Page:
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Getting a Grip on Sex Tourism in Kyiv

Ask a foreign man of a certain type what he knows about Ukraine and you might get various unexpected answers, but there’s one predictable one – Ukrainian women. Yes, he’ll say, they’re beautiful and smart, but they’re also easy to get. Hence Kyiv’s growing reputation as a sex-tourism mecca. What’s On looks into a strange phenomenon.


Besides being the capital of the independent state of Ukraine, Kyiv’s more and more a capital of prostitution and sex tourism (not to mention pornography), picking up right where other former Eastern Bloc cities like Budapest and Prague left off.


And it turns out that a full 90 percent of prostitutes working in Kyiv are girls who come to the big city in search of a better life. “Female students tend to be potential prostitutes, especially those who come from elsewhere in Ukraine,” says Anna Hutsol, head of the local women’s rights advocacy organisation Femen. “They come to Kyiv, they get attracted by the glossy world here with its expensive cars, restaurants and boutiques. They lose their minds over it and they want it by any means necessary. As the cliche goes, where there’s a will there’s a way, and the way here comes in the form of those growing numbers of men who come to Ukraine from all over the world, apparently under the impression that here they can put absolutely the minimum effort into getting the maximum pleasure.”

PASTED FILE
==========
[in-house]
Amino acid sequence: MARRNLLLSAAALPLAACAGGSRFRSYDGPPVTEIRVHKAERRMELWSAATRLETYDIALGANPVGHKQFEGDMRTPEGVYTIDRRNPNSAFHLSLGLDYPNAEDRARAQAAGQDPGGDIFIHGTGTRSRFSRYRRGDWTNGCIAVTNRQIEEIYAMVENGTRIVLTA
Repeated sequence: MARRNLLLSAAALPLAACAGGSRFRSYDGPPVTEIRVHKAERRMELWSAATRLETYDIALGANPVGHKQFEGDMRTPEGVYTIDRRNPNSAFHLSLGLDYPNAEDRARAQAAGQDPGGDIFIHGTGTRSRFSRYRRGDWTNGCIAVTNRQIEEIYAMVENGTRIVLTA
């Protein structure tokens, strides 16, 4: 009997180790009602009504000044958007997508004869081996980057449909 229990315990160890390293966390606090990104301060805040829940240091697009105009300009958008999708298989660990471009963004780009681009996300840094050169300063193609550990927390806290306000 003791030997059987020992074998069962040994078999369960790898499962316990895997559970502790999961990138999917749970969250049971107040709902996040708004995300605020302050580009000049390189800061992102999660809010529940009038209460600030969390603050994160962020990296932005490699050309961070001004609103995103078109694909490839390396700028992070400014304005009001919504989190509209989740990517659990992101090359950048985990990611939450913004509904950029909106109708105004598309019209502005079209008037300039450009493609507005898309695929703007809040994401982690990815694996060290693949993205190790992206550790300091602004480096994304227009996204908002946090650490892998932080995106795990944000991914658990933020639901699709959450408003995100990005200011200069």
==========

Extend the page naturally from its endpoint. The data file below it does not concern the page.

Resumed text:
There are several ways to get that pleasure. The easiest one is to buy a sex tour. Says Hutsol, “There are numerous sex tours to Holland, Germany, Thailand and, yes, Ukraine. What’s more, Ukraine seems to have the advantage among the countries on that list. First of all, if you compare it with Thailand, Ukraine’s location is good, it’s in Europe. You don’t need a visa to go to Ukraine. Everything looks nice and simple.” Such sex tours are extremely popular, and when you see some non-Ukrainian looking man chase a Ukrainian woman down the street with a big smile on his face, yelling at her to stop in broken English, he might very well be on one. Kyiv’s leftover Soviet-looking three-star hotels are often where these men stay when they’re here. A guy named Boris, who works as a security guard in one of those hotels, says, “I don’t know the appropriate name for what’s going on, but what should I think when three buses full of Turkish tourists come to the hotel, and other buses are bringing girls?” (He agreed to talk to me only under the condition that I not print his last name or the name of the hotel.)

 
Not everything is so well-organised, of course. The next variant for lovers of local women is good old-fashioned sex-hunting. Here an ex-pat has to put in some effort if he wants to get himself a piece of Ukrainian pie. He isn’t necessarily looking for a prostitute, but he is looking for affection to rent. “These guys don’t need prostitutes, they want good girls who are in school or working,” says Hutsol. One of these ‘good girls’ is my acquaintance Zhanna, 21, a student. She has affairs with ex-pat men but doesn’t consider herself a prostitute or even easy to get. “I have a lot of ex-pat friends and boyfriends,” she explains. “I like to spend time with them. It’s not a question of sex and money, it’s different. If the guy spends money on me and pays my bills but is a great person at the same time, should I call myself a prostitute because I accept his help?” she says. “If you want to broaden your circle of friends with international ones, just take a walk in the city centre or visit one of the right restaurants.” And just as she would never call what she and many of her friends are doing prostitution, she says that the men she deals with never call themselves johns.